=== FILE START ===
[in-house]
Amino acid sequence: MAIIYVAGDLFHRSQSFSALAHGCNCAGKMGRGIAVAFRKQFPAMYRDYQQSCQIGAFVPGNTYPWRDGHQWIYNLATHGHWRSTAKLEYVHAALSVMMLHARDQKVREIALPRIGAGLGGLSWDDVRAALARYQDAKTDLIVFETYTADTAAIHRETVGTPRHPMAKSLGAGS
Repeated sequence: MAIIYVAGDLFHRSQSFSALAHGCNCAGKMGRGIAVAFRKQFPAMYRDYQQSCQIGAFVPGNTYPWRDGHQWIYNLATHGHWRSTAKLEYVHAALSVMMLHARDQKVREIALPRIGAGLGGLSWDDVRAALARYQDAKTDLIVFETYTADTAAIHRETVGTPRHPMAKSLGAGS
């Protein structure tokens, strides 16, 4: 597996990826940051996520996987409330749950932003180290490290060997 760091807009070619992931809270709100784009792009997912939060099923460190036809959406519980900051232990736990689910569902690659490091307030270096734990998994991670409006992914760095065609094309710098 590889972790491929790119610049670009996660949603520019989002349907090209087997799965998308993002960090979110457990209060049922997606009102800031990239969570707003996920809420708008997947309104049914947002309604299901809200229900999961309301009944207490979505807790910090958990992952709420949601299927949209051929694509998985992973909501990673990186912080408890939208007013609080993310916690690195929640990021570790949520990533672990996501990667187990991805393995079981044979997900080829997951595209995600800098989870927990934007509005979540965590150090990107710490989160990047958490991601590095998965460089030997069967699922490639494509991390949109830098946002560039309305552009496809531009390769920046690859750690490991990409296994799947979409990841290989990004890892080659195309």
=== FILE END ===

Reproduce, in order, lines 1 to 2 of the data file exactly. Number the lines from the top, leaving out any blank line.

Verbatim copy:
[in-house]
Amino acid sequence: MAIIYVAGDLFHRSQSFSALAHGCNCAGKMGRGIAVAFRKQFPAMYRDYQQSCQIGAFVPGNTYPWRDGHQWIYNLATHGHWRSTAKLEYVHAALSVMMLHARDQKVREIALPRIGAGLGGLSWDDVRAALARYQDAKTDLIVFETYTADTAAIHRETVGTPRHPMAKSLGAGS